The Russian proposal and these new diplomatic initiatives turn night into mid-day, and we should leave no stone unturned to seize the light.

Robert Reich: Happy Anniversary Lehman Brothers, and What We Haven’t Learned About Wall Street Over the Past Five Years

While attention is focused on Syria, the gambling addiction of Wall Street’s biggest banks is more dangerous than ever.

Five years ago this September, Lehman Brothers went bankrupt, and the Street hurtled toward the worst financial crisis in eighty years. Yet the biggest Wall Street banks are far larger now than they were then. And the Dodd-Frank rules designed to stop them from betting with the insured deposits of ordinary savers are still on the drawing boards — courtesy of the banks’ lobbying prowess. The so-called Volcker Rule has yet to see the light of day.

To be sure, the banks’ balance sheets are better than they were five years ago. The banks have raised lots of capital and written off many bad loans. (Their risk-weighted capital ratio is now about 60 percent higher than before the crisis.)

But they’re back to too many of their old habits.

New York Times Editorial Board: More Mistakes at the N.S.A.

A fresh trove of previously classified documents released on Tuesday provides further evidence – as if any more were needed – that the National Security Agency has frequently been unable to comprehend, let alone manage, its vast and continuing collection of Americans’ telephone and Internet records. The documents, made available by the agency in response to lawsuits by two advocacy groups, revealed that in 2009 a judge on the Foreign Intelligence Surveillance Court severely reprimanded the agency for violating its own procedures for gathering and analyzing phone records, and then misrepresented those violations to the court. [..]

Senator Leahy is right, particularly given that the intelligence court has no adversarial process and is at the mercy of the government’s competence at ferreting out its own incompetence. As Judge Walton told The Washington Post in August, the court “is forced to rely upon the accuracy of the information that is provided” to it. President Obama has said he welcomes an open debate on the balance between protecting national security and preserving civil liberties, but how can that debate ever be truly open when the government insists on policing itself and hiding the results?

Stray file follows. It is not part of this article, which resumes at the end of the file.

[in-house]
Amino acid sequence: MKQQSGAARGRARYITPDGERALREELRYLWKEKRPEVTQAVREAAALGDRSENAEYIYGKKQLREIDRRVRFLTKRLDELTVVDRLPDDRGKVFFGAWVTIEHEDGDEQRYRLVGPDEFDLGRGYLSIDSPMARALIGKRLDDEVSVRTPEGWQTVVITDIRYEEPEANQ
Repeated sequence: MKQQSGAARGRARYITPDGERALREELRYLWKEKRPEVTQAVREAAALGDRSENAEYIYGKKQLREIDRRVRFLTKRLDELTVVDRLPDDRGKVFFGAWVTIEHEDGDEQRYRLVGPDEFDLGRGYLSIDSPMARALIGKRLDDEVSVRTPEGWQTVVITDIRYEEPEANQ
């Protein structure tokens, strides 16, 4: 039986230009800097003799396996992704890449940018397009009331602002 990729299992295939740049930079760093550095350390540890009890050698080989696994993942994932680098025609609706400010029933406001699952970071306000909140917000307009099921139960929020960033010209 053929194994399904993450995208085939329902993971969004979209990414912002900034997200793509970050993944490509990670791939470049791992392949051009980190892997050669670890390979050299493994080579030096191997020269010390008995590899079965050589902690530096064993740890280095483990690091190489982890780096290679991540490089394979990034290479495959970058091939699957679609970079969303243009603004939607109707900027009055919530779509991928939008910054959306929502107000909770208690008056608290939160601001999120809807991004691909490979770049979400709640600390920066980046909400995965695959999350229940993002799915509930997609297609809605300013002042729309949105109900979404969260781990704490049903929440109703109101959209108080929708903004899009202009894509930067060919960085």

Richard (RJ) Eskow: Recovery for the Rich, Recession for the Rest

Five years after the financial crisis, it’s become increasingly apparent that the government didn’t rescue “the economy.” It rescued the wealthy, while doing far too little for everyone else.

That didn’t happen by accident. Our government’s response was largely designed by — and for — the wealthiest among us, and it shows. Here’s one highlight from a new analysis: The highest-earning Americans saw their income rise by nearly one-third in a single year, while the needle barely moved for 99 percent of us.

This post-crisis inequality is amplifying an ongoing wealth grab which was already decimating middle-class and lower-income Americans.

Leslie Harris: Ignoring Democracy in the Name of Security

Last week’s revelation that the National Security Agency (NSA) is building vulnerabilities and backdoors into the Internet’s core infrastructure is beyond alarming. Ultimately, the NSA has made our country’s critical infrastructure less secure in the name of security, while showing blatant disregard for the democratic process. While the fact that the NSA decrypts encrypted data should not itself be cause for outrage by the American public – cracking codes is the core job of the NSA – its approach is what’s outrageous. [..]